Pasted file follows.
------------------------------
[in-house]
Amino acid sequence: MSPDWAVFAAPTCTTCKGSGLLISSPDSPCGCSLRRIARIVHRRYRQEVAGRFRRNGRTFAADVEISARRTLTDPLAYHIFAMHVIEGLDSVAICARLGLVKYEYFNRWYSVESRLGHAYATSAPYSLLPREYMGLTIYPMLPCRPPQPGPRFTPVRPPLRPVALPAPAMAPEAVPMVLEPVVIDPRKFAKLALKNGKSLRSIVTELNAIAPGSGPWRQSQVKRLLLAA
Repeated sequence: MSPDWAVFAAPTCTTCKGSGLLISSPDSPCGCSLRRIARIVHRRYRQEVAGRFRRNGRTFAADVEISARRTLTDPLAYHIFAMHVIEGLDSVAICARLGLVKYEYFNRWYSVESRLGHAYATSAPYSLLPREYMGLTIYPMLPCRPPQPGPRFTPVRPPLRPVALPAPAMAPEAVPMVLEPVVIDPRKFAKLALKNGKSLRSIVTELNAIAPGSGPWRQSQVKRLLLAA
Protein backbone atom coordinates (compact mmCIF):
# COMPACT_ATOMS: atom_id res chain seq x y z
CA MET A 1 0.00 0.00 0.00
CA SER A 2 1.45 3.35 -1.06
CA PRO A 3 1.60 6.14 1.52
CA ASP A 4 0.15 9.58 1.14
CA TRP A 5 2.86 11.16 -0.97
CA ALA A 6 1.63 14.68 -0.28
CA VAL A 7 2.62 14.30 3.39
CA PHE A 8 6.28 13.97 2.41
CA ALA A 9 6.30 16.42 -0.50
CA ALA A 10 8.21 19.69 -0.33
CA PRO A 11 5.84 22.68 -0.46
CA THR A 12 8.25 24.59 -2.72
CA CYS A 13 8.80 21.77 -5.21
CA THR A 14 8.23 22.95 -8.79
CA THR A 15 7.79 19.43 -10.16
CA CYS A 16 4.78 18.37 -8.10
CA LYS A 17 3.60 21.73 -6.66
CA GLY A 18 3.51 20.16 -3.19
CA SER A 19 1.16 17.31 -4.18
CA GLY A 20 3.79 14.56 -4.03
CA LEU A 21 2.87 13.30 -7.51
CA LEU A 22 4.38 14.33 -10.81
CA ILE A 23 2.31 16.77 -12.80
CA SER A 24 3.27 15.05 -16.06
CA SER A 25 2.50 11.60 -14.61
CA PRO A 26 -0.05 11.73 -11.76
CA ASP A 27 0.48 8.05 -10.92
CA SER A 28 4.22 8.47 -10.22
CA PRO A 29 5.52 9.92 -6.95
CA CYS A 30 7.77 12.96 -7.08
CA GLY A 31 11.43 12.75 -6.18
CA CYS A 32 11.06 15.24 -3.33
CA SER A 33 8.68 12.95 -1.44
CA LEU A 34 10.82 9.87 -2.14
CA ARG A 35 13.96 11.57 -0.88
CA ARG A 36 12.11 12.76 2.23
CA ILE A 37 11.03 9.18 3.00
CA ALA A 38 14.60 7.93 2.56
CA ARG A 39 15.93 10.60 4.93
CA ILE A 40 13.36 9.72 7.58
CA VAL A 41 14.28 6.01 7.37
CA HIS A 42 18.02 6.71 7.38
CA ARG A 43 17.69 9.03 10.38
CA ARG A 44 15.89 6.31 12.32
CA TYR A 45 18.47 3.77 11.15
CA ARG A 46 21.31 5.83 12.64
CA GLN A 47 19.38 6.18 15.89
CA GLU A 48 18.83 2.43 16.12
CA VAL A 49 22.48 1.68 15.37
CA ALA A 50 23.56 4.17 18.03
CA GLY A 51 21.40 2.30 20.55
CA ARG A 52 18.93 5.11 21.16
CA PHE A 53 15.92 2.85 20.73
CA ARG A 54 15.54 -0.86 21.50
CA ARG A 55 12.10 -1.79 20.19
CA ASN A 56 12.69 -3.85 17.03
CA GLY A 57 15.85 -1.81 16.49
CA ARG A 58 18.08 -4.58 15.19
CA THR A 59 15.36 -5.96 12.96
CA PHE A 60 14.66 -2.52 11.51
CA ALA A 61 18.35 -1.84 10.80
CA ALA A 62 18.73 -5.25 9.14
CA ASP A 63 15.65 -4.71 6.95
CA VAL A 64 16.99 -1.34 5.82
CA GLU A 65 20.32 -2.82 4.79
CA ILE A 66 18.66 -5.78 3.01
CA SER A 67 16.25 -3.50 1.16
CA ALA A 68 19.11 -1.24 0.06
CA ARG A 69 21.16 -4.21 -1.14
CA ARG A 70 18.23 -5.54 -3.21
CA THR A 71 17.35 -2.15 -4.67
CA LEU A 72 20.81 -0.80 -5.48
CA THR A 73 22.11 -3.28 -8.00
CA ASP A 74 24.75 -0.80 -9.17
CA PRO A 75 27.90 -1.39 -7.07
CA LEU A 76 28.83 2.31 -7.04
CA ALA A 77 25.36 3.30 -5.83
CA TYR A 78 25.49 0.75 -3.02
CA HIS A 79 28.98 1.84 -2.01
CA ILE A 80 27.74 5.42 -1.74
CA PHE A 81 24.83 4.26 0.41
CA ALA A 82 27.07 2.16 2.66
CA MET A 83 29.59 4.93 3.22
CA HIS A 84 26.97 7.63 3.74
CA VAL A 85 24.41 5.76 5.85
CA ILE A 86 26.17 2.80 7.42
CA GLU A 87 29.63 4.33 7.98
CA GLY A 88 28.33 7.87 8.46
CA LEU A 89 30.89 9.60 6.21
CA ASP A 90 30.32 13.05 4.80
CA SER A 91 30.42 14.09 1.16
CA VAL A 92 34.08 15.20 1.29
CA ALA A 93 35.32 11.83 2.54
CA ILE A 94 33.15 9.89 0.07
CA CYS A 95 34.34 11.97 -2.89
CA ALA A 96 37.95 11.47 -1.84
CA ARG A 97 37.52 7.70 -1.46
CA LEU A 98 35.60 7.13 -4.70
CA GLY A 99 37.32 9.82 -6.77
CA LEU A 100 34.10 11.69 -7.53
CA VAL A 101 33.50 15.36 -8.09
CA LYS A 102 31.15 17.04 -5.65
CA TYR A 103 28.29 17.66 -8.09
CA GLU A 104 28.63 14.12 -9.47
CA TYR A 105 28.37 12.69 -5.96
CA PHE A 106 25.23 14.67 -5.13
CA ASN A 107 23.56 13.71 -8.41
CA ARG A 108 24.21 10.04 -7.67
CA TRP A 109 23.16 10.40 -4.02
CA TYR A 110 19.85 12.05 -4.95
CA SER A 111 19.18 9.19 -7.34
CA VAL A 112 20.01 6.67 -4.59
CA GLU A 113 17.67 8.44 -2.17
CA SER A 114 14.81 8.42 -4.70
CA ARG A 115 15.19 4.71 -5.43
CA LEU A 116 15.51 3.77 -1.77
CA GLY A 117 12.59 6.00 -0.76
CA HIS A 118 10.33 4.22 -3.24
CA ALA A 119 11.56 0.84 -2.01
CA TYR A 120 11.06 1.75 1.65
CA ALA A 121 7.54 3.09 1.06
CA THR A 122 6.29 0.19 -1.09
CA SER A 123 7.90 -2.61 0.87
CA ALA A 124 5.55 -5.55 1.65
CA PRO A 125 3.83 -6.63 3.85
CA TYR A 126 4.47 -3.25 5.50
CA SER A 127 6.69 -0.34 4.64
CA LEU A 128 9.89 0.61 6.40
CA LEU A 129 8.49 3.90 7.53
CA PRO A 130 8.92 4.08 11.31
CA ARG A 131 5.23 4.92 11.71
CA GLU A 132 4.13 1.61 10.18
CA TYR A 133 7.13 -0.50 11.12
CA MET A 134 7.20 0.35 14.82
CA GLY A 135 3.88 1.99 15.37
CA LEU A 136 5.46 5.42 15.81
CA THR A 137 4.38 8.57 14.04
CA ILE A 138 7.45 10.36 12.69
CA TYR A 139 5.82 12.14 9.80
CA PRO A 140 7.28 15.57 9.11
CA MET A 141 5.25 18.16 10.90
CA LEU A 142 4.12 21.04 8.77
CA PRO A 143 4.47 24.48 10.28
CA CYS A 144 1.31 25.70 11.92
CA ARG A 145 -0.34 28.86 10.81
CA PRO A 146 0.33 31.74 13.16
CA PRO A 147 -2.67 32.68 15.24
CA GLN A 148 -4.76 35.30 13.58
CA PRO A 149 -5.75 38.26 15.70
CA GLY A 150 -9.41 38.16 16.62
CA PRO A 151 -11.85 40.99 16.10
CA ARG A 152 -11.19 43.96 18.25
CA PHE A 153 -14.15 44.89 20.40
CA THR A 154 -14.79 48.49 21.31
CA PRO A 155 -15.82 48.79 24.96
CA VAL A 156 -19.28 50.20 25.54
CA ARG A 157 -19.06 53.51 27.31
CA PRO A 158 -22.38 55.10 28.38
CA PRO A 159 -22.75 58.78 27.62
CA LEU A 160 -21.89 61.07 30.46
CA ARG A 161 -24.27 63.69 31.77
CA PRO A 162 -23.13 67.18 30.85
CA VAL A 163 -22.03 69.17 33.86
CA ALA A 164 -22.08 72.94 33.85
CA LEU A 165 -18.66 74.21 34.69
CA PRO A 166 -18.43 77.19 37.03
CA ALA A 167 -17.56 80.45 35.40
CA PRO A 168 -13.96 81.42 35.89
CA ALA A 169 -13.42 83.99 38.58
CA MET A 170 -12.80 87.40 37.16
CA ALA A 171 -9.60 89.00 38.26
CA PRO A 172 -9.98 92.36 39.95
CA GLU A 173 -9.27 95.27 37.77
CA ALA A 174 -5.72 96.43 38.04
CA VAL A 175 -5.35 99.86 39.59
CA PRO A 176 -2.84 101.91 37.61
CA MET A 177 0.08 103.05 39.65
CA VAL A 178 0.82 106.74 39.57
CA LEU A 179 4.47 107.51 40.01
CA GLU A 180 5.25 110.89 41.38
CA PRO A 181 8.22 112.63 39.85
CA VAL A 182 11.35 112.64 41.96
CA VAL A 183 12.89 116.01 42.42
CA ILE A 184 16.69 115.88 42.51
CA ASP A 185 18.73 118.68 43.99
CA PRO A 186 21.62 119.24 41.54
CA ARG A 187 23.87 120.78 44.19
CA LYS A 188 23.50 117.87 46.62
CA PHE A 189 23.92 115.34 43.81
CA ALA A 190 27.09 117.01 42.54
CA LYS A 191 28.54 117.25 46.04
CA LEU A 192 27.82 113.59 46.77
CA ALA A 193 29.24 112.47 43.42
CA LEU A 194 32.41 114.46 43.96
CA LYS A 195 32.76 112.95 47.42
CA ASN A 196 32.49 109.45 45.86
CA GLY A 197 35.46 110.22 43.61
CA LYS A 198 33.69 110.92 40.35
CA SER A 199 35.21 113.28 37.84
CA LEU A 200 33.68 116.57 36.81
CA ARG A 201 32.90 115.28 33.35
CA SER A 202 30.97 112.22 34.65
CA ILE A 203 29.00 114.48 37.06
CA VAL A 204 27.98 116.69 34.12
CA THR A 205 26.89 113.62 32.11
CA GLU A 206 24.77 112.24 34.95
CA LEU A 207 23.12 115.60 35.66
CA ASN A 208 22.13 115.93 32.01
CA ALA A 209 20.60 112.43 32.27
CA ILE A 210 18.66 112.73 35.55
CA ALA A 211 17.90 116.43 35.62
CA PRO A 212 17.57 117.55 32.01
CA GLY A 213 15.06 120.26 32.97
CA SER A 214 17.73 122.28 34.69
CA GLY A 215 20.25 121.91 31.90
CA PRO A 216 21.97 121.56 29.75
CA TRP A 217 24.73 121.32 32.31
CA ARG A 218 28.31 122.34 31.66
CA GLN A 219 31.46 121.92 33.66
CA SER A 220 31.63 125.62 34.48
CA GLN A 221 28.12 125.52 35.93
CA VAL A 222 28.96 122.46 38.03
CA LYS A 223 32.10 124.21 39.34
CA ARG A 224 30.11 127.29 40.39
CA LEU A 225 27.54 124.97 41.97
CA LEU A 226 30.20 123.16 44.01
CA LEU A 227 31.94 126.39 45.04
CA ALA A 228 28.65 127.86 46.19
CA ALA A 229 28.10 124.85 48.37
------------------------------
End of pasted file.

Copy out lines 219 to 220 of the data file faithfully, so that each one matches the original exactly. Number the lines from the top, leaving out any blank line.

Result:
CA SER A 214 17.73 122.28 34.69
CA GLY A 215 20.25 121.91 31.90